A student residence at Saint Mary’s University in Halifax, will become the tallest solar-integrated building in North America once its decades-old concrete façade is replaced with a solar wall.
By July, the C$8.5-million green retrofit under way at Loyola Residence Tower will provide nearly half the energy used in the 22-storey building, home to more than 430 students, reports CTV News. The retrofit will generate 100,000 kilowatt-hours per year for the high rise and other campus buildings and is a vital part of the university’s plan to slash emissions 53% from 2005 levels by 2025.
Last summer, Saint Mary’s (SMU) surpassed its original goal and timeline of 40% emissions reductions by 2025. Its success owed partly to moves like replacing its steam heating plant with a high-efficiency hot water plant, switching from oil to gas for heat, and using compact fluorescent and LED lighting, the university said in a 2022 progress update. Nova Scotia Power’s move to blend more renewable resources into its power mix also helped.
The solar wall retrofit on the more 50-year-old-building is earning plaudits from SMU management, students, and faculty for its energy benefits and for the message it sends to other post-secondary institutions.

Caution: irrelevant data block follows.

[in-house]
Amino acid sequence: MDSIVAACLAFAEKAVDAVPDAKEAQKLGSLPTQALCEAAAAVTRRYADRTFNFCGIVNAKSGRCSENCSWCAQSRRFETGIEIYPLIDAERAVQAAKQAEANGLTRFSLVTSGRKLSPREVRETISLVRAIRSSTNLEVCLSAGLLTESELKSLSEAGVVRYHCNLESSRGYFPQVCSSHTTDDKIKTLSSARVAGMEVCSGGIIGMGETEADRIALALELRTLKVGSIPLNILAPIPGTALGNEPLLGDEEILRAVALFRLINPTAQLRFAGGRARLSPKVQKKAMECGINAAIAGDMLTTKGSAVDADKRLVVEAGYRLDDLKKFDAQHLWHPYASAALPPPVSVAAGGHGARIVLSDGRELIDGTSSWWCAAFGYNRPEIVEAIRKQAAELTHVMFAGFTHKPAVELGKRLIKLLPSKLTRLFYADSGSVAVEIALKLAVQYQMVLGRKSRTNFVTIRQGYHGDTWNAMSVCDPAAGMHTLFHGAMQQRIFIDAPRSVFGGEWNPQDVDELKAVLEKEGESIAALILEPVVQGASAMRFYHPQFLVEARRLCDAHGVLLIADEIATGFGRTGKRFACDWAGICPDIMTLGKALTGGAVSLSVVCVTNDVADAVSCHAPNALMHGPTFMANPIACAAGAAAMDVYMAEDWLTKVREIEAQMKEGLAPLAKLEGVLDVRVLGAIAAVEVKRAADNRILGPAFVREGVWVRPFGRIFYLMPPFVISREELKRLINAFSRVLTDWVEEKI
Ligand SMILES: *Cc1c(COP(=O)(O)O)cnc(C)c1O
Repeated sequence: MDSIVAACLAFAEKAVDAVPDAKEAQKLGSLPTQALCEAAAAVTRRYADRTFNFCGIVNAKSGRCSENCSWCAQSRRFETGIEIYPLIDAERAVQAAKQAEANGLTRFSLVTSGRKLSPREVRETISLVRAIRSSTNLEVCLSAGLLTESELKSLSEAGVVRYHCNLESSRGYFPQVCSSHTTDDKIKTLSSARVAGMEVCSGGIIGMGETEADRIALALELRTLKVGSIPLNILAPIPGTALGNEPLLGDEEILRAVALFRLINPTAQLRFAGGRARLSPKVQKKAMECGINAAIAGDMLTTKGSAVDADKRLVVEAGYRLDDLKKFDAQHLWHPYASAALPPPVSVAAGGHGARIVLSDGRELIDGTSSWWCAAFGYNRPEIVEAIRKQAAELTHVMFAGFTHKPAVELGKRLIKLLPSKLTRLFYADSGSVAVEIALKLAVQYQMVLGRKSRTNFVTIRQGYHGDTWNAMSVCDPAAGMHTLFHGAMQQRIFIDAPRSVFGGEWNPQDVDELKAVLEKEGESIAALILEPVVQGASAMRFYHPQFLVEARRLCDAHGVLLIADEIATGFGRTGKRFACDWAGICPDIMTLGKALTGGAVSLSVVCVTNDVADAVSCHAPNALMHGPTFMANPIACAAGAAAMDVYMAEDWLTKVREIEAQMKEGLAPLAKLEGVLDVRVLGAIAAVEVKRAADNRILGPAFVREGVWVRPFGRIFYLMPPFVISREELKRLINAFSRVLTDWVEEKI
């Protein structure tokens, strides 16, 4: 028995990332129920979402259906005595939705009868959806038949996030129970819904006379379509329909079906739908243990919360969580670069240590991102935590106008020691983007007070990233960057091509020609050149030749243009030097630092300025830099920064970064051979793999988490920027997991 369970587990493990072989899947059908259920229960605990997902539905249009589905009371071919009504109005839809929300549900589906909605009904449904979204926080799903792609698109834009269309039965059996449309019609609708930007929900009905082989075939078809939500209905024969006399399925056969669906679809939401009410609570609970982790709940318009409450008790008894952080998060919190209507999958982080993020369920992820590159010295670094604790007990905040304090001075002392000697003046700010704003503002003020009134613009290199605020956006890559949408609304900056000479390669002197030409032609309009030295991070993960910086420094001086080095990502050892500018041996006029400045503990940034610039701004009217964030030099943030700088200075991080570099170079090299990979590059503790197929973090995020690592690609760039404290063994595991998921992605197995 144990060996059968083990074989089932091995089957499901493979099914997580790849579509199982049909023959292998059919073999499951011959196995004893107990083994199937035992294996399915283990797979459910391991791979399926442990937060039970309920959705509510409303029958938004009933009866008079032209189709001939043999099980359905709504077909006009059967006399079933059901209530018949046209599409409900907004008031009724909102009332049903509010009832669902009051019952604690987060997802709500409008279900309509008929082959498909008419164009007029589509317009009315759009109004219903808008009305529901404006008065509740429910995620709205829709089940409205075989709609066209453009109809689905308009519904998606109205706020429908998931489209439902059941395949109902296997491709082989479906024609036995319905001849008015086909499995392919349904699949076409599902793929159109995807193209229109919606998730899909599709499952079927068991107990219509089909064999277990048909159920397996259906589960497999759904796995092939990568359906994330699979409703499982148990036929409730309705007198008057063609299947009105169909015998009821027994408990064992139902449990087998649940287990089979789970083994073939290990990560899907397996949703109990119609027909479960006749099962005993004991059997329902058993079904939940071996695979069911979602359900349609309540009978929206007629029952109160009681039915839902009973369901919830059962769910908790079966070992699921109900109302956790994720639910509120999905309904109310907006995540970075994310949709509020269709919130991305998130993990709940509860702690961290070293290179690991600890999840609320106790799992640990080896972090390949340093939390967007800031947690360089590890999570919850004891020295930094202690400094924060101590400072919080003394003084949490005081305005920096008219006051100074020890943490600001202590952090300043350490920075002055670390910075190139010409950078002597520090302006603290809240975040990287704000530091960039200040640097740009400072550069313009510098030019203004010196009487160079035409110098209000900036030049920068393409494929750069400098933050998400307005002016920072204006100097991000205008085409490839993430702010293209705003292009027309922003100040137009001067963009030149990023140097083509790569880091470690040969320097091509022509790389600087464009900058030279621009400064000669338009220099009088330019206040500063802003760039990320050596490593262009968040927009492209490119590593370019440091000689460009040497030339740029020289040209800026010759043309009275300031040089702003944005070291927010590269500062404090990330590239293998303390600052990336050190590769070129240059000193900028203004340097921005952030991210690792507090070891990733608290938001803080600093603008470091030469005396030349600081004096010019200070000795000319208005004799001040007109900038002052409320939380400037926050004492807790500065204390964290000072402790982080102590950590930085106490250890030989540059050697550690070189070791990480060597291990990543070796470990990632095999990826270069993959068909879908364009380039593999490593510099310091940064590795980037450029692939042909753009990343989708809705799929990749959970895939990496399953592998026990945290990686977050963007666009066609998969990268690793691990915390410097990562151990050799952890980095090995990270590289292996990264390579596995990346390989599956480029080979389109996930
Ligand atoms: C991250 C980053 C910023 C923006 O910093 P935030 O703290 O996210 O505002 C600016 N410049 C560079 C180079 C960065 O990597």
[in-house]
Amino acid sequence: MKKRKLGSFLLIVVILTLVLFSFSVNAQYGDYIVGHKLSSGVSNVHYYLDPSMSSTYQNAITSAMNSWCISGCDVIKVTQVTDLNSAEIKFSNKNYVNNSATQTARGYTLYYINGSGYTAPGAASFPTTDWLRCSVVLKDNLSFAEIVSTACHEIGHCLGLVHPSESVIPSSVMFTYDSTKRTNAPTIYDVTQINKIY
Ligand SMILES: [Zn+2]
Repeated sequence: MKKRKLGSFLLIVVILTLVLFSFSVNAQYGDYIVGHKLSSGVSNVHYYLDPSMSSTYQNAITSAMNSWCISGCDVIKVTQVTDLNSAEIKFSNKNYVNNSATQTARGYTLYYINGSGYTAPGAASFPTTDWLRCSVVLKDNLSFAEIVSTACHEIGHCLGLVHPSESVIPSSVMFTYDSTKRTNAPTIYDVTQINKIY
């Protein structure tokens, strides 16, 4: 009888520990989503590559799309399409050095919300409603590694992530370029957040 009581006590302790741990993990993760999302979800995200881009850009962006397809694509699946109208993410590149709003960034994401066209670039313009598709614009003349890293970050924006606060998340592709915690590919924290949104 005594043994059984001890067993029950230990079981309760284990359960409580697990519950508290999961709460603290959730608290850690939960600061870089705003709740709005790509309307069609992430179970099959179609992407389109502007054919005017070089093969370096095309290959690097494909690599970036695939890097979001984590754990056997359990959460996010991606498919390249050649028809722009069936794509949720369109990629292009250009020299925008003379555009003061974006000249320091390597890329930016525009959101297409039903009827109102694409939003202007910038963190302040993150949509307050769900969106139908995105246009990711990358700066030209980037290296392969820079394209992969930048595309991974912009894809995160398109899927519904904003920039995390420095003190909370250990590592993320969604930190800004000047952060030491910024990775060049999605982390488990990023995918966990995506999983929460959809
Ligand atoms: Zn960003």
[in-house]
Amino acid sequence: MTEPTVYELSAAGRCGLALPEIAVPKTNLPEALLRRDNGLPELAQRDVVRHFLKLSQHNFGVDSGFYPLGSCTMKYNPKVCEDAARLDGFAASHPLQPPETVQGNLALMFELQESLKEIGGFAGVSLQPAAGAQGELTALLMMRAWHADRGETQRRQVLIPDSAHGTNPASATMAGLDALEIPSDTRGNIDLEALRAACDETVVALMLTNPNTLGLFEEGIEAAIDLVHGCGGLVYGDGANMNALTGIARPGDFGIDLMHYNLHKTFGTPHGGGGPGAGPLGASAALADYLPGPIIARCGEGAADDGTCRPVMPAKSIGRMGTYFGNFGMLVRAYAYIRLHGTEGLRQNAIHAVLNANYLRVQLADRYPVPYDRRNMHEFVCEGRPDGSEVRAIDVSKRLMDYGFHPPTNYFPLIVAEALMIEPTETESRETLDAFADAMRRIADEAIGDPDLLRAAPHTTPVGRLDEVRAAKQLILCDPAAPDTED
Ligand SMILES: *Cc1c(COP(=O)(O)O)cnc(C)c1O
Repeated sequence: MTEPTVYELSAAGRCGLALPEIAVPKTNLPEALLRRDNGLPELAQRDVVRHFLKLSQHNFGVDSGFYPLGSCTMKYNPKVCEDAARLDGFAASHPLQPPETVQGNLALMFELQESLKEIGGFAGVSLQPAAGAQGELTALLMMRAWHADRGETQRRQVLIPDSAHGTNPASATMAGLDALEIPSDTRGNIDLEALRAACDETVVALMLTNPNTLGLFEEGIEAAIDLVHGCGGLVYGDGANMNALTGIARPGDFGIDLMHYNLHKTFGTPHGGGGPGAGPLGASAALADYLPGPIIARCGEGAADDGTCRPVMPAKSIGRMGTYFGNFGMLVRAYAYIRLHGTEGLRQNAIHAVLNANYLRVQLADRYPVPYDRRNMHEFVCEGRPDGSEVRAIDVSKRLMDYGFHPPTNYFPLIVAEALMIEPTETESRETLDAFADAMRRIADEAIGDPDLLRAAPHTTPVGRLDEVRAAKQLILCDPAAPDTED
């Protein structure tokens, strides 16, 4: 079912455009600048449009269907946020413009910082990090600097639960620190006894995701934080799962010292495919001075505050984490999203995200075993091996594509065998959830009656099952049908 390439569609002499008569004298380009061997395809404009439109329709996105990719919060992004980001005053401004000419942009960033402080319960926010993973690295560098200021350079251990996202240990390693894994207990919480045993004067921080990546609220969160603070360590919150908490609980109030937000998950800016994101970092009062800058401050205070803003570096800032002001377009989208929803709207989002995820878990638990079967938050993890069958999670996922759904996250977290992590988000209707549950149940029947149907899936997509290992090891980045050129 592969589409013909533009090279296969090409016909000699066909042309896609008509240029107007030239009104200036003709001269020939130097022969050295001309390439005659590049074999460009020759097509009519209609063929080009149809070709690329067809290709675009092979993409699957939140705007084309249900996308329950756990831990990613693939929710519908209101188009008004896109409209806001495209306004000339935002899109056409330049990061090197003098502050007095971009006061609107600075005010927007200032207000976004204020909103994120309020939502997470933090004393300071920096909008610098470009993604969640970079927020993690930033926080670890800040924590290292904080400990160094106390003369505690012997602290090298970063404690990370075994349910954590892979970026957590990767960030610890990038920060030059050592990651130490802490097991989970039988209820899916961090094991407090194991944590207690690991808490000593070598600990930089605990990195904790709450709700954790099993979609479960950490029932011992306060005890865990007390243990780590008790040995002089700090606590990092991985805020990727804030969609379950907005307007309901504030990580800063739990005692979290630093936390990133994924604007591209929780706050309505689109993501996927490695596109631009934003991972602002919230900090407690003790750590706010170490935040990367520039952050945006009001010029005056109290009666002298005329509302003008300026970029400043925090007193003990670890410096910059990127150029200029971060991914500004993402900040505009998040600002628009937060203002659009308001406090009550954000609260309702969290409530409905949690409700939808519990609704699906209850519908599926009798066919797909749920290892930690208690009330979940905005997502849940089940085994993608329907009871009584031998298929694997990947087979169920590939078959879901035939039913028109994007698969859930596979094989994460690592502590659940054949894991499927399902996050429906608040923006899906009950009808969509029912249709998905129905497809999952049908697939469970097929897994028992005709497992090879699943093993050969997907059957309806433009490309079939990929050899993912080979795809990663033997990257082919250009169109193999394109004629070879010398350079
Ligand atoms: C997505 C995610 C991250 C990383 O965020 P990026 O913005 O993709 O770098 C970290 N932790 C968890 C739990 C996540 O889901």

“We want someone else to take [the solar wall idea] and run with it,” said Dennis Gillis, SMU’s senior director of facilities management.
Second year engineering student Selina Adema said she hopes to “see more universities and buildings in Halifax incorporate these installations.”
For astrophysics professor Rob Thacker, leading on climate solutions with projects like this retrofit is part of any university’s essential mandate as an affluent, energy-intensive institution dedicated to developing and sharing important ideas.
“When you have the resources of a big institution, you can use those resources in showing people what can be achieved when you put your minds to it,” said Thacker.